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Plugs for Our Locust Years:
“All of us who write hope to be owned by a self beyond the self, in an attitude of what Miss Welty calls honesty, a direct and contemplative relation to time-beings, transformed to figures and sentences. Besides which, as Miss Emily writes, the long haul, toward something we used to call eternity, resides in the moment, not in the clock or calendar. (I put it in the present tense because it does not go away.) Not also but especially in the briefest, the tenderest of moments, when one is possessed by intimacy with his own life, there is no more crowding an enemy than human time. The radicality (I know, there’s no such word) of Corey Mesler’s poetry is its presentation of the terrific values in pieces of being, in protracted moments of verbal attention, in images that make even the awful and perilous things we know—enlightening.”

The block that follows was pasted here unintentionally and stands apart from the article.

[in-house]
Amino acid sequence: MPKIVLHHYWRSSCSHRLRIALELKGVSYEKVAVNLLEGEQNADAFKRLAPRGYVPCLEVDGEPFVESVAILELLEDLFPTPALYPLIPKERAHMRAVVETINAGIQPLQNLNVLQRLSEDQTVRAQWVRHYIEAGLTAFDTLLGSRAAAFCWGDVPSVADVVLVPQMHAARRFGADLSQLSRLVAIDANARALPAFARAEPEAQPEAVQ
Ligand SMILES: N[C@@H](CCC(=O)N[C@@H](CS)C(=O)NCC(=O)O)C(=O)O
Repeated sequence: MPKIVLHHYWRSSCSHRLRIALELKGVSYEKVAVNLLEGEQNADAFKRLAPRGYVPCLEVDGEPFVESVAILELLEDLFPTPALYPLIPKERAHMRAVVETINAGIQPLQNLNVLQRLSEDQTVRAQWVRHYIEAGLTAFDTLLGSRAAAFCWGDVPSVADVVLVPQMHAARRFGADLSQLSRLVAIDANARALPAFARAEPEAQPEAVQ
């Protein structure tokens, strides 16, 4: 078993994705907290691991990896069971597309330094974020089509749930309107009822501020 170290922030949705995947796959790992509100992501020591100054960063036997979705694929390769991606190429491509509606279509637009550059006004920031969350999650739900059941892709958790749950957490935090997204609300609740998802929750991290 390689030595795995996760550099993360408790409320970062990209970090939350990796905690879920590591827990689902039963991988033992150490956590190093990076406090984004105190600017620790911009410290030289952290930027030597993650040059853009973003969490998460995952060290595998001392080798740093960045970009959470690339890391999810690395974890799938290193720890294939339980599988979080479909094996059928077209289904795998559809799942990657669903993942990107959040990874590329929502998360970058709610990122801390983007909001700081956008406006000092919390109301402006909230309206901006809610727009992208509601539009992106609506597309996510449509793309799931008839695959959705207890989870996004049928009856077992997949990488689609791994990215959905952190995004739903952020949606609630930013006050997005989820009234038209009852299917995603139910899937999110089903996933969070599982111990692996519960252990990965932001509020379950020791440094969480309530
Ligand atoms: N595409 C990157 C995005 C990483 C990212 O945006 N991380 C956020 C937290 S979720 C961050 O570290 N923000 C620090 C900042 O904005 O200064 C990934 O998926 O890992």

—Gordon Osing, author of Things that Never Happened
“Corey Mesler is a poet of intimacy and honesty with a gift for memorable lines and phrases such as “a chapel shaped like a farm” and “She entered my life / like a battered dresser, all / drawers open . . .” His poems are intimate, wistful, and often erotic. Though he does not go out of his way to establish settings and a sense of location, his poems are subtly and yet unmistakably evocative of the city where he lives, particularly of midtown Memphis. Everyone who owns a book or two by Peter Taylor, who loves the music of Booker T. and MGs and Jessie Winchester, will want to have Corey Mesler on their bookshelves.”
—Richard Tillinghast, author of Today in the Cafe Trieste and The Stonecutter’s Hand.
“In compellingly direct language, Our Locust Years captures a later-life perspective on anxiety, nostalgia and regret. ‘Eight years ago / my father left // turning out the light / behind him, // leaving me to bake / a pie / with the scarecrow’s bones,’ reads the entirety of ‘Departure.’ Yet there is clever wordplay here, too, as a later poem declares ‘The San Andreas was / not my fault,’ and another confesses ‘I am the invisible man….I will / try to keep my appointments / but I might not show.’ With humor and heart, Corey Mesler writes poems of the most sacred purpose–to navigate a better understanding of this complicated, compromised, but ultimately precious world.”
—Sandra Beasley, author of I Was the Jukebox